N.C. says red ink doesn't mean state's broke

April 17, 2009 

North Carolina has plenty of money in the bank, despite the disturbing numbers in a report this week from State Controller David McCoy.

McCoy said the state has never had less than $500 million in the bank on any given day. On Wednesday, the figure was about $750 million.

"We're not broke by any stretch of the imagination," McCoy said.

His report Wednesday, however, said the state's General Fund had a balance of negative $1.3 billion at the end of March. That figure represents money owed to individuals for tax refunds, to localities for tax revenue due back to them and money owed to the state itself.

Gov. Beverly Perdue has seized money in March and April from a variety of state accounts to pay the bills.

McCoy likened that step to moving money from a savings account to a checking account in order to make payments.

The numbers all represent a cash-flow management made more difficult by the recession. Tax refunds have been delayed, and the localities' money is not yet due, but those figures are still reflected in what the General Fund owed March 31.

So it shows a negative figure. McCoy said tax revenue flowing in over the next few days is expected to bring the General Fund figure back into balance.

A budget slowdown

The state Senate was in a rush to adopt its draft of the state budget.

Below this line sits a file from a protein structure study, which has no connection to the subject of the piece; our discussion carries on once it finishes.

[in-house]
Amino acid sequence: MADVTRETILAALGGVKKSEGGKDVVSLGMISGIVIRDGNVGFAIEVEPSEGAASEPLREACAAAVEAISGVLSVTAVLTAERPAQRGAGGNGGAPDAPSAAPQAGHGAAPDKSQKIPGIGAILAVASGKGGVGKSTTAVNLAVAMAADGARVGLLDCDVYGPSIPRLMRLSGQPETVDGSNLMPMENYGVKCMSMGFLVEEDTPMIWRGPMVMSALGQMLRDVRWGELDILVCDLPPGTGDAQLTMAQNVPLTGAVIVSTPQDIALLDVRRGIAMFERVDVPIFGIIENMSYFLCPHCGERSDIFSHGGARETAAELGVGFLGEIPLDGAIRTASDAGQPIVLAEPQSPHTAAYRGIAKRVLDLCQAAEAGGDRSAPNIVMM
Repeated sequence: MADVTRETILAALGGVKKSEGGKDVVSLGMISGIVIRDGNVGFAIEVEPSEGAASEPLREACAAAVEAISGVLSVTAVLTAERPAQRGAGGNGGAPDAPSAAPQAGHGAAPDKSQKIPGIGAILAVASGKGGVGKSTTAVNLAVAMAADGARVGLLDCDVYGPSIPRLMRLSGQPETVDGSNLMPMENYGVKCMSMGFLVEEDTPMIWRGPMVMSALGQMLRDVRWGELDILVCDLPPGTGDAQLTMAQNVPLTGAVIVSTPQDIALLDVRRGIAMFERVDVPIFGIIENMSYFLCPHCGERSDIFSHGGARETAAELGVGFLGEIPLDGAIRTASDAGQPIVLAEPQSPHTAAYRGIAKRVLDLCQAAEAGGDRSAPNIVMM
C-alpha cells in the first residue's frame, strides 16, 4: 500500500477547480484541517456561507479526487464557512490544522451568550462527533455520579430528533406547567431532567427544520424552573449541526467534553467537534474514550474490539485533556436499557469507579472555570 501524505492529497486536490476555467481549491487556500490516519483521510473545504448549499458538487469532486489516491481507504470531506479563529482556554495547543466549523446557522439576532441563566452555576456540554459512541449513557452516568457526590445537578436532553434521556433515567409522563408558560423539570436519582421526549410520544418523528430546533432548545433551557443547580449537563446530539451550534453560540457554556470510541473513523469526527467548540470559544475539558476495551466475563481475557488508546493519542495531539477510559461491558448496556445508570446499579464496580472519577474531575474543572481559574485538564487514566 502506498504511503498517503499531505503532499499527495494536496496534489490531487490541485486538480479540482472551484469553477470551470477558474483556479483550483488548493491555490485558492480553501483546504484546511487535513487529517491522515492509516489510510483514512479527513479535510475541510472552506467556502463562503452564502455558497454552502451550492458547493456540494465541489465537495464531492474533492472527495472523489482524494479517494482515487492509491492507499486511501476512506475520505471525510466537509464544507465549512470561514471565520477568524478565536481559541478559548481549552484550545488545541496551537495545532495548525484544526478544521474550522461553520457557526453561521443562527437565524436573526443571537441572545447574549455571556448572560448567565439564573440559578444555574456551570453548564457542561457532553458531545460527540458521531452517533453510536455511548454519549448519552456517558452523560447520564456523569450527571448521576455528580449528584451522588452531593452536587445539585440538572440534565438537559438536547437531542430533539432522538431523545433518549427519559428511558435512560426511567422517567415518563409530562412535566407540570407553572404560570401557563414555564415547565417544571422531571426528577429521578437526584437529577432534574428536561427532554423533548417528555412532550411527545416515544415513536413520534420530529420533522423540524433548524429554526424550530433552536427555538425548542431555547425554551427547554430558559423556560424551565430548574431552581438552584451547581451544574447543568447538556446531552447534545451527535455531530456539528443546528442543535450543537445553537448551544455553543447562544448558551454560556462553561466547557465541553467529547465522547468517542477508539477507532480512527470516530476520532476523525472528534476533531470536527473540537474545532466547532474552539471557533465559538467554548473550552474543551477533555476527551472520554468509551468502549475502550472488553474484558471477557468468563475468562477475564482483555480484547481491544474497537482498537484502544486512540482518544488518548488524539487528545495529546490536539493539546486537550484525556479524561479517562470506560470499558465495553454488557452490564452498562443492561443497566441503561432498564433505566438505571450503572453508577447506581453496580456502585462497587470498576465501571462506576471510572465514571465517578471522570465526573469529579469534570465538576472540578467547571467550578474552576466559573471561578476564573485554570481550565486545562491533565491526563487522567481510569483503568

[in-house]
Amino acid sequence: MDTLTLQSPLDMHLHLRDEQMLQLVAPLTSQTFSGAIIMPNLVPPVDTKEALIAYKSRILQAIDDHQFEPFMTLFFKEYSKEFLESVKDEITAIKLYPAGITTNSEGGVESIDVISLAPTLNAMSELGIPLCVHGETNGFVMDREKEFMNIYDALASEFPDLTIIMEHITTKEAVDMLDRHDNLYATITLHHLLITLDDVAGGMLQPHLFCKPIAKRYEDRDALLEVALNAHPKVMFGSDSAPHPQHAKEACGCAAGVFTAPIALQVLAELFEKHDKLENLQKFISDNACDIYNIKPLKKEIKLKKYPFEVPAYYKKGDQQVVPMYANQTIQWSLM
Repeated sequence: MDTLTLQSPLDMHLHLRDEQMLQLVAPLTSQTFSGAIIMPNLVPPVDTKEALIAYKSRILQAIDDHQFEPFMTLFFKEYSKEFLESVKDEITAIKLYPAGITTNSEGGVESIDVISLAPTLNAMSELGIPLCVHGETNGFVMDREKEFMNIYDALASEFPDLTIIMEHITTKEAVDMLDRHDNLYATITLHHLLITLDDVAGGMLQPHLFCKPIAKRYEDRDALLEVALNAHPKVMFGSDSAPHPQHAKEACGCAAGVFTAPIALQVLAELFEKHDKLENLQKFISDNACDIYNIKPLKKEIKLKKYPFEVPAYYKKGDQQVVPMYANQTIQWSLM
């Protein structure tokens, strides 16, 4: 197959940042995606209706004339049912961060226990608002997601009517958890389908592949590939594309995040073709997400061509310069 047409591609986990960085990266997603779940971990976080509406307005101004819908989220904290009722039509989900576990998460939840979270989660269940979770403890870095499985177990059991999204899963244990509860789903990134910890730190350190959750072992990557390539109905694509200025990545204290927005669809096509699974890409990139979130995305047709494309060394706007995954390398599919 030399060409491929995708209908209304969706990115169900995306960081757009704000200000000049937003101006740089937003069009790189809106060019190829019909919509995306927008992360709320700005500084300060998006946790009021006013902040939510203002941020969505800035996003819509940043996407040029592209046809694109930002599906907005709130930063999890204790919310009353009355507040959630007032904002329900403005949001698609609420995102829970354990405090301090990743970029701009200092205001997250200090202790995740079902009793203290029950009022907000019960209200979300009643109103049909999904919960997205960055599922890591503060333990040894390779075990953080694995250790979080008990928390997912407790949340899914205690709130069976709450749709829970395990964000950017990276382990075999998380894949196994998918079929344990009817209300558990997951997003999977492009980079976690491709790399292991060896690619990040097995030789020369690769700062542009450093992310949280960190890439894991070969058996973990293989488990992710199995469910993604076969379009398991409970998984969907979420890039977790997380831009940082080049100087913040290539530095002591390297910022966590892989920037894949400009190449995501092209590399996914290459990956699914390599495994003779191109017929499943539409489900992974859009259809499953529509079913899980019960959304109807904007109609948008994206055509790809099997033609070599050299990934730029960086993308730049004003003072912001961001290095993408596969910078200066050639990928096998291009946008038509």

Now the document is on hold while the House waits for updated tax revenue numbers. The numbers will be based on what the state Revenue Department saw by the April 15 income tax filing deadline.

Rep. Mickey Michaux, the chief House budget writer said the numbers should be available by Monday. It's only then, he said, that the House can start to put a budget together.

"We're not going to do anything until we get the numbers," said Michaux, a Durham Democrat.

Income tax returns accounted for $11.4 billion or 54 percent of state revenue in the current budget.

The recession has made predicting revenue difficult for analysts. Michaux said the Senate's assumptions about revenue wouldn't likely hold up.

"In my book, they didn't have to rush," Michaux said last week.

The state must have a balanced budget. That means lawmakers can plan to spend only what they think they will collect.

Michaux said he fears those numbers could push the deficit above $4 billion. The Senate's budget, like Perdue's, assumed a $3 billion deficit.

By staff writers Mark Johnson, Benjamin Niolet and Ryan Teague Beckwith. mjohnson@charlotteobserver.com or919-829-4774

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